The contaminated sardines were marinated in olive oil and aromatic herbs at the company on September 1, and served to customers until the 10th, however, several reports have surfaced that the food in question had a foul smell and a strong taste. In Barcelona, Emilio Salgado, from the toxicology service of the emergency department of a hospital clinic that treated one of the victims, said in a scientific article cited by a Spanish newspaper that he believes this fact “caused many”. Customers eat only a small amount of food or refuse to try it, which certainly avoids a major tragedy.
Botulism is a rare but serious and fatal disease caused by the bacteria Clostridium botulinum. This bacterium produces spores that release toxic substances (the most dangerous known to medicine according to the World Health Organization) into the nervous system, causing muscle paralysis, leading to respiratory failure and ultimately death.
Symptoms of botulism begin to appear within 12 to 36 hours of consuming contaminated food, and the first hour of medical attention is necessary in the evolution of the patient’s condition. Mortality rates from the disease reported in the scientific literature vary from 3% to 10%.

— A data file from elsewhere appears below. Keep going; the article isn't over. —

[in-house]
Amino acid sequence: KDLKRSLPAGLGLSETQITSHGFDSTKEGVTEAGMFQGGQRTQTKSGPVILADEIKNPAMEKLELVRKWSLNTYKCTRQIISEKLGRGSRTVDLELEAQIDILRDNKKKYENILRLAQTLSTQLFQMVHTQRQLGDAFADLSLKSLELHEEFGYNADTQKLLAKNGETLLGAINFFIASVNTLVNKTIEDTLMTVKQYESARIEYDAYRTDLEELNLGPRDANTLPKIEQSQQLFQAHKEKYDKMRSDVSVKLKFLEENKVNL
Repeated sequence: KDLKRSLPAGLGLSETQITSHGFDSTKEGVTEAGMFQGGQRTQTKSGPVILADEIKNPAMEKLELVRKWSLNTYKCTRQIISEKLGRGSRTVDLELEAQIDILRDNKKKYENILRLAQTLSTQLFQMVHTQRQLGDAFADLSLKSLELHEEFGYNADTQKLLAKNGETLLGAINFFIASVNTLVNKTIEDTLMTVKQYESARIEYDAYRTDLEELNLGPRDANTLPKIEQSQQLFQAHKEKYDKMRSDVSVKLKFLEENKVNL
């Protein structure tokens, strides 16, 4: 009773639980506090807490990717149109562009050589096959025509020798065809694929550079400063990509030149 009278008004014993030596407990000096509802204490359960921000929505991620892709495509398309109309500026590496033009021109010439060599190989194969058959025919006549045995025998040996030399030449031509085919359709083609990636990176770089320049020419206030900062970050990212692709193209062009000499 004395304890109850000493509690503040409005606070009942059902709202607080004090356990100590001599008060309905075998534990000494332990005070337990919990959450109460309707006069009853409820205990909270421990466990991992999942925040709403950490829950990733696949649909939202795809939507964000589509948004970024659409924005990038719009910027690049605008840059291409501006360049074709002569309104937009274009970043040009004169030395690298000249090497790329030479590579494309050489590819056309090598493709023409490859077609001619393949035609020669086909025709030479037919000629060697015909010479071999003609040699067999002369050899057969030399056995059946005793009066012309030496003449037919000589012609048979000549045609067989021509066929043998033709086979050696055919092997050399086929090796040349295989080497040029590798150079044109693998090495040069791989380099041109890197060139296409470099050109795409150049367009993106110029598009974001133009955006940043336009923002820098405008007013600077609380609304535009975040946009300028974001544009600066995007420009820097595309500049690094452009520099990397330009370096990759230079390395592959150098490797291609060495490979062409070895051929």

The authors of the study, published in Eurosurveillance, highlight the importance of using new technologies in the context of a public health crisis, but they highlight ethical issues and question the limits that data protection laws impose in these cases.
“Given the seriousness of botulism, credit card companies fully cooperated with health officials and spoke with identified customers to obtain their consent before providing contact details,” the article states. The operation’s performance “allowed three British citizens, who were unaware of their condition, to be contacted and rushed to a health unit for rapid administration of the vaccine”, it also read.
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